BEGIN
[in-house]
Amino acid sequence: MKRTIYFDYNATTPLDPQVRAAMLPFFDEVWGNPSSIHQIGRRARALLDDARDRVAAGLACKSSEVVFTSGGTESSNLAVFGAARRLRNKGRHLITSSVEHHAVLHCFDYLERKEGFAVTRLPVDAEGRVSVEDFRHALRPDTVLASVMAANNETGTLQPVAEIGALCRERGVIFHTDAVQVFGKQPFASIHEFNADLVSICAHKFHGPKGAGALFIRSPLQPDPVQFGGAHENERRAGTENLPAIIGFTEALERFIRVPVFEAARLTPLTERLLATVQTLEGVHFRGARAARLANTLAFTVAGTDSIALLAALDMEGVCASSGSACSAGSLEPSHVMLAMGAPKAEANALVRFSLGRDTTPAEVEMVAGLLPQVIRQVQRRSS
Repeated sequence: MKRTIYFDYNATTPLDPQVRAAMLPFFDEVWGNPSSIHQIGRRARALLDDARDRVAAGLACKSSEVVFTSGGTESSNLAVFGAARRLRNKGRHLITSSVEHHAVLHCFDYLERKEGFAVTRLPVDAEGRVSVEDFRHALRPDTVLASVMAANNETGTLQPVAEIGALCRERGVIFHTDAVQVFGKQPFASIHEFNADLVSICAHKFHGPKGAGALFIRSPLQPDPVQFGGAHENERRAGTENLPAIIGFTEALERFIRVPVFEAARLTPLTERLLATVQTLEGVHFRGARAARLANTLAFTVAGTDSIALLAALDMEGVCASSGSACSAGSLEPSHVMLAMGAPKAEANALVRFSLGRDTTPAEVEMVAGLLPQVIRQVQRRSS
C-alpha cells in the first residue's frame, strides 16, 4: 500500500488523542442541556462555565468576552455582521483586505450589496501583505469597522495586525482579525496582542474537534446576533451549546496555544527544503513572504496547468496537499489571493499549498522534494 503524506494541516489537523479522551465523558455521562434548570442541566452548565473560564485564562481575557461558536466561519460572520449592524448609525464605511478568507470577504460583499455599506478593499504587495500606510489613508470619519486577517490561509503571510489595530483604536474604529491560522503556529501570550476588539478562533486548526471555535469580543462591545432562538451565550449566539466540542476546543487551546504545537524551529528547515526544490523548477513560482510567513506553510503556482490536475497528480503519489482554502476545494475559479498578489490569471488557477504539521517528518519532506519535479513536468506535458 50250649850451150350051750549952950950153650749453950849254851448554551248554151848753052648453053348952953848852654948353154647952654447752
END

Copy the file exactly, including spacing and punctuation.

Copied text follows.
[in-house]
Amino acid sequence: MKRTIYFDYNATTPLDPQVRAAMLPFFDEVWGNPSSIHQIGRRARALLDDARDRVAAGLACKSSEVVFTSGGTESSNLAVFGAARRLRNKGRHLITSSVEHHAVLHCFDYLERKEGFAVTRLPVDAEGRVSVEDFRHALRPDTVLASVMAANNETGTLQPVAEIGALCRERGVIFHTDAVQVFGKQPFASIHEFNADLVSICAHKFHGPKGAGALFIRSPLQPDPVQFGGAHENERRAGTENLPAIIGFTEALERFIRVPVFEAARLTPLTERLLATVQTLEGVHFRGARAARLANTLAFTVAGTDSIALLAALDMEGVCASSGSACSAGSLEPSHVMLAMGAPKAEANALVRFSLGRDTTPAEVEMVAGLLPQVIRQVQRRSS
Repeated sequence: MKRTIYFDYNATTPLDPQVRAAMLPFFDEVWGNPSSIHQIGRRARALLDDARDRVAAGLACKSSEVVFTSGGTESSNLAVFGAARRLRNKGRHLITSSVEHHAVLHCFDYLERKEGFAVTRLPVDAEGRVSVEDFRHALRPDTVLASVMAANNETGTLQPVAEIGALCRERGVIFHTDAVQVFGKQPFASIHEFNADLVSICAHKFHGPKGAGALFIRSPLQPDPVQFGGAHENERRAGTENLPAIIGFTEALERFIRVPVFEAARLTPLTERLLATVQTLEGVHFRGARAARLANTLAFTVAGTDSIALLAALDMEGVCASSGSACSAGSLEPSHVMLAMGAPKAEANALVRFSLGRDTTPAEVEMVAGLLPQVIRQVQRRSS
C-alpha cells in the first residue's frame, strides 16, 4: 500500500488523542442541556462555565468576552455582521483586505450589496501583505469597522495586525482579525496582542474537534446576533451549546496555544527544503513572504496547468496537499489571493499549498522534494 503524506494541516489537523479522551465523558455521562434548570442541566452548565473560564485564562481575557461558536466561519460572520449592524448609525464605511478568507470577504460583499455599506478593499504587495500606510489613508470619519486577517490561509503571510489595530483604536474604529491560522503556529501570550476588539478562533486548526471555535469580543462591545432562538451565550449566539466540542476546543487551546504545537524551529528547515526544490523548477513560482510567513506553510503556482490536475497528480503519489482554502476545494475559479498578489490569471488557477504539521517528518519532506519535479513536468506535458 50250649850451150350051750549952950950153650749453950849254851448554551248554151848753052648453053348952953848852654948353154647952654447752